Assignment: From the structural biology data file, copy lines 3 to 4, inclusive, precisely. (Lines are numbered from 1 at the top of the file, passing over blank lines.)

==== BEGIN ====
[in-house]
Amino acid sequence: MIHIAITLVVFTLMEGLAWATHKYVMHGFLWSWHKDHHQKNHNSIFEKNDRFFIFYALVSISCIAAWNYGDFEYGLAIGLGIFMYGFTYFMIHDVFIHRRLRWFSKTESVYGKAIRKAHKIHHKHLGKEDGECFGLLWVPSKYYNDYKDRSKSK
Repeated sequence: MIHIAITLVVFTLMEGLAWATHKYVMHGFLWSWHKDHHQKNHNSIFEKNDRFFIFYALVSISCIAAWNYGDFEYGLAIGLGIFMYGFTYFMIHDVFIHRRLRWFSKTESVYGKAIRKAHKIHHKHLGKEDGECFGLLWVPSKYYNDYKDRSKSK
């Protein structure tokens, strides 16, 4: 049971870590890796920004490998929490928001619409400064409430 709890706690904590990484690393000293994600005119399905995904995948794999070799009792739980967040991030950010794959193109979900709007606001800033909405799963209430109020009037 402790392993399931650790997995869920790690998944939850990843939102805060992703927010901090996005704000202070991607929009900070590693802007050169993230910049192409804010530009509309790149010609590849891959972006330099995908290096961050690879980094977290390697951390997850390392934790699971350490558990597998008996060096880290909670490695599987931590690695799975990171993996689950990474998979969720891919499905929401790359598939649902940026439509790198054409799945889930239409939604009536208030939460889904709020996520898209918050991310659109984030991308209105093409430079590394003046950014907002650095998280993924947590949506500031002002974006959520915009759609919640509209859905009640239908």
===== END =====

Repeated sequence: MIHIAITLVVFTLMEGLAWATHKYVMHGFLWSWHKDHHQKNHNSIFEKNDRFFIFYALVSISCIAAWNYGDFEYGLAIGLGIFMYGFTYFMIHDVFIHRRLRWFSKTESVYGKAIRKAHKIHHKHLGKEDGECFGLLWVPSKYYNDYKDRSKSK
């Protein structure tokens, strides 16, 4: 049971870590890796920004490998929490928001619409400064409430 709890706690904590990484690393000293994600005119399905995904995948794999070799009792739980967040991030950010794959193109979900709007606001800033909405799963209430109020009037 402790392993399931650790997995869920790690998944939850990843939102805060992703927010901090996005704000202070991607929009900070590693802007050169993230910049192409804010530009509309790149010609590849891959972006330099995908290096961050690879980094977290390697951390997850390392934790699971350490558990597998008996060096880290909670490695599987931590690695799975990171993996689950990474998979969720891919499905929401790359598939649902940026439509790198054409799945889930239409939604009536208030939460889904709020996520898209918050991310659109984030991308209105093409430079590394003046950014907002650095998280993924947590949506500031002002974006959520915009759609919640509209859905009640239908």